Lyle Lovett Brings the Heat, and the Fun, to Clearwater’s Capitol Theatre

Lyle Lovett has always offered something of an Everyman appeal. He’s a slim guy with craggy facial features, shock-top hair, and in the early days of his career — which dates back to 1976, when he played his first gigs at age 18 — he came to the stage with only his voice and his guitar.

And then, of course, he opens his mouth, and out comes a series of brilliant songs — some quirky, some poignant — imbued with evocative images and clever wordplay. They’re presented via strong, lived-in vocals with a husky edge, colored by his natural-born East Texas accent. The sometime actor is a quick wit, too, engaging with audiences in a manner that’s funny and always feel fresh.

Lovett, leading the quartet that he calls his Acoustic Group, demonstrated those winning qualities once more during a concert featuring more than two-and-one-half hours of music Wednesday night at the Capitol Theatre in Clearwater. It was the second performance in a two-night stand occurring about a year after his back-to-back gigs at the same venue with a slightly different group of musicians.

He wasted no time getting to the good stuff, standing in place at the front of stage, dressed in his traditional dark suit and tie, and nailing “Are We Dancing,” a jazzy tune from last year’s “12th of June” album, his first new release in a decade. The tune, a vintage-sounding ballad bolstered by the acoustic piano work of journeyman Los Angeles musician Jim Cox, benefited from the interplay between Lovett and violinist Luke Bulla, and the sturdy walking bass of Leland Sklar, the former James Taylor and Phil Collins sideman with the world’s most recognizable Rip Van Winkle white beard. Guitarist and mandolin player Jeff White rounded out the group.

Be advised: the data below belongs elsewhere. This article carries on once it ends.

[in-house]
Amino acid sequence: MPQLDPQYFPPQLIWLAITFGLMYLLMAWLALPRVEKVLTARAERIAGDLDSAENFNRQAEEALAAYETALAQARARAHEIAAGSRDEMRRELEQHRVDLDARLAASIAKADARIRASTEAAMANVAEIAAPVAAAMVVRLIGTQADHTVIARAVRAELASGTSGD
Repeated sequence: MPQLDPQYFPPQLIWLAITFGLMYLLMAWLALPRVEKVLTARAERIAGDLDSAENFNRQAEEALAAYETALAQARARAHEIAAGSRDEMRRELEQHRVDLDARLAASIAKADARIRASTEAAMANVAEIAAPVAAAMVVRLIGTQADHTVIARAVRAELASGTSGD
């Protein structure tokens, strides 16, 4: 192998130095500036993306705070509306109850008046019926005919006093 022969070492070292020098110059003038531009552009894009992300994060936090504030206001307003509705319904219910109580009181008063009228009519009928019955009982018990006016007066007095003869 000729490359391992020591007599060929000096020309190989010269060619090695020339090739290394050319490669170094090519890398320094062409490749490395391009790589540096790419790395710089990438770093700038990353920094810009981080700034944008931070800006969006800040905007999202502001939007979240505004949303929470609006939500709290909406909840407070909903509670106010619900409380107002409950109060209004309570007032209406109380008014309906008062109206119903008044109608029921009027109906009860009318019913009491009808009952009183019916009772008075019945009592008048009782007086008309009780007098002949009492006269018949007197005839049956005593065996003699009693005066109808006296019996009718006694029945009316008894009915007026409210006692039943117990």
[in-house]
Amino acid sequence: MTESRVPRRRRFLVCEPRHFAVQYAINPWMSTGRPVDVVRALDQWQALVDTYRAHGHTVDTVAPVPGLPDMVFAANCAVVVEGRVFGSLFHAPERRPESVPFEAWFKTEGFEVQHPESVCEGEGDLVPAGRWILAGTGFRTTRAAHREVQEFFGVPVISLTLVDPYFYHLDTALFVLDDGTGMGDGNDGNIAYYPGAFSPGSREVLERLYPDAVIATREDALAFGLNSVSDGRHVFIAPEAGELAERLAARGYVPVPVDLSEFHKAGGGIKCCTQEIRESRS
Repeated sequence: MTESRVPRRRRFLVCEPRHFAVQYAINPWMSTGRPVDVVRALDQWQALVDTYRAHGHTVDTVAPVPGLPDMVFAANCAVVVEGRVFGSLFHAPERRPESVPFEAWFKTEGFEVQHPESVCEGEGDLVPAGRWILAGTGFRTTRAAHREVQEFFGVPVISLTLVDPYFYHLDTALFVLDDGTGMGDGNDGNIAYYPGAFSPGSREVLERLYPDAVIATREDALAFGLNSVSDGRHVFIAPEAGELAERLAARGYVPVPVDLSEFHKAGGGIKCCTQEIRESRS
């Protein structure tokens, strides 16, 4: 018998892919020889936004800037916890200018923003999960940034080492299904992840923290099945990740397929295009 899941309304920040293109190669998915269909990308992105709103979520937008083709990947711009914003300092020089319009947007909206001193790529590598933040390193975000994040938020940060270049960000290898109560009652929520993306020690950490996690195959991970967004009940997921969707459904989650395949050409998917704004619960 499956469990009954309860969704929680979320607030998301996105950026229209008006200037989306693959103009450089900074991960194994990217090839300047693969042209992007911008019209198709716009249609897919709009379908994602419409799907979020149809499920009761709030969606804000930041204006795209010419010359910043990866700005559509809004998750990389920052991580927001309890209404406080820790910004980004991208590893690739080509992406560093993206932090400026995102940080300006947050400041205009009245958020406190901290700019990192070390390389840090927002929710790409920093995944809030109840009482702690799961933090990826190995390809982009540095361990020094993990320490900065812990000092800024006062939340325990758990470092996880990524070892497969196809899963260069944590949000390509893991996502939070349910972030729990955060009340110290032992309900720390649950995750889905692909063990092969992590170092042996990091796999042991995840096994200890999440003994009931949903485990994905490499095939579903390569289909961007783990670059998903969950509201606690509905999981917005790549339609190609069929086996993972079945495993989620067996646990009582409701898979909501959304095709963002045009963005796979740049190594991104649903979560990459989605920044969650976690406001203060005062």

Another knock-out, “Here I Am,” originally released on 1989’s “Lyle Lovett and His Large Band” album, arrived two songs later, and the soulful gospel blues tune — essentially alternating humorous spoken-word lines with a rousing chorus — gained from a couple of sections that had the singer backed only by Sklar.

The show was long on highlights, with selections pulled from all over Lovett’s discography, including the two-beat stomp of the late Townes Van Zandt’s “White Freightliner Blues,” a road song; the jaunty “Once is Enough”; the humorous “Pants is Overrated”; the poignant “The Mocking Ones”; “Cowboy Man”; “My Baby Don’t Tolerate,” another showcase for the soloing of Bulla and White; and the hard-driving “Cute as a Bug,” one of several songs gaining from the addition of gospel-trained pianist Denny Autry AKA the group’s tour-bus driver.

More: The bluesy “Pig Meat Man,” bolstered by Cox’s bruising organ solo; “This Old Porch,” a reminiscence about Lovett’s days hanging out with fellow singer-songwriter Robert Earl Keen when both were students at Texas A&M; “Don’t Let Your Deal Go Down,” from Lovett’s 2002 collaboration with The Chieftains; “The 12th of June,” celebrating the birth of his five-year-old twins; “If I Had a Boat”; the tongue-in-cheek ditty “She’s No Lady”; and, naturally, “That’s Right (You’re Not From Texas),” zeroing in on his affection for the Lone Star State, where he still lives with his wife and kids. (A couple of my favorites, “God Will” and “Good Intentions,” were MIA this time).

Lovett quipped that the intimate setting and warm reception from the crowd at the 750-seat Cap made him feel as if he were playing a show in the comfort of a listener’s home. The feeling was decidedly mutual.

Lyle Lovett’s Acoustic Group tour continues with performances tonight in Franklin, N.C.; Monday in Chattanooga, Tenn.; Tuesday in Roanoke, Va.; and Wednesday and Thursday in Alexandria, Va.

Check out Lyle’s recent videos:
“Pants is Overrated”
“12th of June”

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